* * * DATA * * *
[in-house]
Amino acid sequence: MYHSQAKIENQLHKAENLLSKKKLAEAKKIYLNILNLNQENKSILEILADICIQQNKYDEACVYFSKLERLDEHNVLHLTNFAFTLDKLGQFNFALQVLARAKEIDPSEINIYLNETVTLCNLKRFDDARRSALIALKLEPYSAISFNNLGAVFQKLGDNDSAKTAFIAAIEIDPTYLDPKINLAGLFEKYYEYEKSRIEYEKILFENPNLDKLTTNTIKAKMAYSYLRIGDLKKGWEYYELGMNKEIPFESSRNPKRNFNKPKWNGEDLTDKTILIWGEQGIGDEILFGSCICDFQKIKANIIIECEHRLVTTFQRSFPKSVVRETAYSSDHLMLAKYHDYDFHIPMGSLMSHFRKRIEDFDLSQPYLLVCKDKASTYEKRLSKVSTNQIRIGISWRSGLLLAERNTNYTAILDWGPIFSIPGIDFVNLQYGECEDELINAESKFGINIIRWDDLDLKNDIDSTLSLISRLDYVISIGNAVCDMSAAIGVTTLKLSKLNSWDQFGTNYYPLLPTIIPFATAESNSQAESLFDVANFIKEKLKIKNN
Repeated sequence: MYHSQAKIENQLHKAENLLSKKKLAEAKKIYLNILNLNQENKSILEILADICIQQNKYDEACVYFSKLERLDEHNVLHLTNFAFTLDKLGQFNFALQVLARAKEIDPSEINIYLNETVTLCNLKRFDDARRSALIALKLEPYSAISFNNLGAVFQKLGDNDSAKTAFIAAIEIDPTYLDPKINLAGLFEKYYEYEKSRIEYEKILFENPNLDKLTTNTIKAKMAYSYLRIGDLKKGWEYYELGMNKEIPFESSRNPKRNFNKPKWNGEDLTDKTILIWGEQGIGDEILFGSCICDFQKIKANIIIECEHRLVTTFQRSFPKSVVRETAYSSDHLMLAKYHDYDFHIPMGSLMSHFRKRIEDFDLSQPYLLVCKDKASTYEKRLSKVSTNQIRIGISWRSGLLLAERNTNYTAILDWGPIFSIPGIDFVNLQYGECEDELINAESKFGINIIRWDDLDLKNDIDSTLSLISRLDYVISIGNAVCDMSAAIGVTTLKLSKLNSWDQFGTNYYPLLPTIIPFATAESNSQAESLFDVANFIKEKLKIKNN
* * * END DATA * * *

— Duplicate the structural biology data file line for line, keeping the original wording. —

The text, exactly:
[in-house]
Amino acid sequence: MYHSQAKIENQLHKAENLLSKKKLAEAKKIYLNILNLNQENKSILEILADICIQQNKYDEACVYFSKLERLDEHNVLHLTNFAFTLDKLGQFNFALQVLARAKEIDPSEINIYLNETVTLCNLKRFDDARRSALIALKLEPYSAISFNNLGAVFQKLGDNDSAKTAFIAAIEIDPTYLDPKINLAGLFEKYYEYEKSRIEYEKILFENPNLDKLTTNTIKAKMAYSYLRIGDLKKGWEYYELGMNKEIPFESSRNPKRNFNKPKWNGEDLTDKTILIWGEQGIGDEILFGSCICDFQKIKANIIIECEHRLVTTFQRSFPKSVVRETAYSSDHLMLAKYHDYDFHIPMGSLMSHFRKRIEDFDLSQPYLLVCKDKASTYEKRLSKVSTNQIRIGISWRSGLLLAERNTNYTAILDWGPIFSIPGIDFVNLQYGECEDELINAESKFGINIIRWDDLDLKNDIDSTLSLISRLDYVISIGNAVCDMSAAIGVTTLKLSKLNSWDQFGTNYYPLLPTIIPFATAESNSQAESLFDVANFIKEKLKIKNN
Repeated sequence: MYHSQAKIENQLHKAENLLSKKKLAEAKKIYLNILNLNQENKSILEILADICIQQNKYDEACVYFSKLERLDEHNVLHLTNFAFTLDKLGQFNFALQVLARAKEIDPSEINIYLNETVTLCNLKRFDDARRSALIALKLEPYSAISFNNLGAVFQKLGDNDSAKTAFIAAIEIDPTYLDPKINLAGLFEKYYEYEKSRIEYEKILFENPNLDKLTTNTIKAKMAYSYLRIGDLKKGWEYYELGMNKEIPFESSRNPKRNFNKPKWNGEDLTDKTILIWGEQGIGDEILFGSCICDFQKIKANIIIECEHRLVTTFQRSFPKSVVRETAYSSDHLMLAKYHDYDFHIPMGSLMSHFRKRIEDFDLSQPYLLVCKDKASTYEKRLSKVSTNQIRIGISWRSGLLLAERNTNYTAILDWGPIFSIPGIDFVNLQYGECEDELINAESKFGINIIRWDDLDLKNDIDSTLSLISRLDYVISIGNAVCDMSAAIGVTTLKLSKLNSWDQFGTNYYPLLPTIIPFATAESNSQAESLFDVANFIKEKLKIKNN